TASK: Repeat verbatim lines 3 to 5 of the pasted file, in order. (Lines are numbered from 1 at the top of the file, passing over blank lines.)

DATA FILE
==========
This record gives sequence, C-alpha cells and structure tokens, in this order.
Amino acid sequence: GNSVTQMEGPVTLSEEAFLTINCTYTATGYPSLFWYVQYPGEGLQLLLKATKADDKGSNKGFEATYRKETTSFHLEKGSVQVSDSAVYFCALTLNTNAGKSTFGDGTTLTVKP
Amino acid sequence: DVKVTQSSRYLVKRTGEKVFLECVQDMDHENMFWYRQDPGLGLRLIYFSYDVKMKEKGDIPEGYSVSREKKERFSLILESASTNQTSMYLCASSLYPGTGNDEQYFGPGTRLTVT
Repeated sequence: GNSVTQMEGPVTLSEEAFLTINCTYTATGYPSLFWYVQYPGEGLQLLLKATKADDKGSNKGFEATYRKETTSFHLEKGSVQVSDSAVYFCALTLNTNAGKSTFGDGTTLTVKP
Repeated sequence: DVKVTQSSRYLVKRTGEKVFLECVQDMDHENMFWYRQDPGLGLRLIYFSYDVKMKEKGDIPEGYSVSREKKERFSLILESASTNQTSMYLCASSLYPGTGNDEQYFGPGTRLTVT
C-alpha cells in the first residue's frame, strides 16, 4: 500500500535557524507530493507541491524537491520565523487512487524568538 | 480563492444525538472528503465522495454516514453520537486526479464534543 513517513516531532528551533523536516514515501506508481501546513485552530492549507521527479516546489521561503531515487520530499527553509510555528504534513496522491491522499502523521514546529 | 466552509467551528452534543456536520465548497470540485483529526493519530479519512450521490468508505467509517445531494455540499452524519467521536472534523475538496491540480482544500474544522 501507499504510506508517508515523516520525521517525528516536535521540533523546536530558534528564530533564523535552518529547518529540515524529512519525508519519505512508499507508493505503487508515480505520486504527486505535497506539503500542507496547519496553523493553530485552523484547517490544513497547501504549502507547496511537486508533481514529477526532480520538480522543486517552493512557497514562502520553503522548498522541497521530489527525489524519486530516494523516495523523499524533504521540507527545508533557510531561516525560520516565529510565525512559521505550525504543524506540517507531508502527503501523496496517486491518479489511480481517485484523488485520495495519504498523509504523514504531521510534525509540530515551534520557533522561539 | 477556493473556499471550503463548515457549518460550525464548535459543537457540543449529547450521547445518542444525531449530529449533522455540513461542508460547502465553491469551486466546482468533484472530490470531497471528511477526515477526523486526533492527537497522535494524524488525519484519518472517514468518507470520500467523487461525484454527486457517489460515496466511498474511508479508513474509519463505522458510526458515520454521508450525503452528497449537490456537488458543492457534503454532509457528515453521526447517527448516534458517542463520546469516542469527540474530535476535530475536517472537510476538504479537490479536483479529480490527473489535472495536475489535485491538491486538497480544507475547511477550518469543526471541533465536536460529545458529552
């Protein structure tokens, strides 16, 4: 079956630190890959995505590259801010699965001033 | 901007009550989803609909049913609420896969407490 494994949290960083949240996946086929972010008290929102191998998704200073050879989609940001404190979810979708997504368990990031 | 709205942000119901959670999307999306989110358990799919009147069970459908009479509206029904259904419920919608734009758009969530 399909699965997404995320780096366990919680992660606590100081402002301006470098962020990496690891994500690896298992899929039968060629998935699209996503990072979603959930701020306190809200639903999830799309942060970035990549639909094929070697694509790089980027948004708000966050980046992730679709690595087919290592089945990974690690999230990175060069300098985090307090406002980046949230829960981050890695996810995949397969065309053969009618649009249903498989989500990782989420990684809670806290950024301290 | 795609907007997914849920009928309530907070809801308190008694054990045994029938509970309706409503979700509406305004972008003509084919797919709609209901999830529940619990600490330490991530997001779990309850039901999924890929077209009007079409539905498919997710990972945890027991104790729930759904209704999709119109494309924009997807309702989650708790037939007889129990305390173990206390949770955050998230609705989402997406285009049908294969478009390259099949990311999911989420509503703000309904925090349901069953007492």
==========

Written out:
Amino acid sequence: DVKVTQSSRYLVKRTGEKVFLECVQDMDHENMFWYRQDPGLGLRLIYFSYDVKMKEKGDIPEGYSVSREKKERFSLILESASTNQTSMYLCASSLYPGTGNDEQYFGPGTRLTVT
Repeated sequence: GNSVTQMEGPVTLSEEAFLTINCTYTATGYPSLFWYVQYPGEGLQLLLKATKADDKGSNKGFEATYRKETTSFHLEKGSVQVSDSAVYFCALTLNTNAGKSTFGDGTTLTVKP
Repeated sequence: DVKVTQSSRYLVKRTGEKVFLECVQDMDHENMFWYRQDPGLGLRLIYFSYDVKMKEKGDIPEGYSVSREKKERFSLILESASTNQTSMYLCASSLYPGTGNDEQYFGPGTRLTVT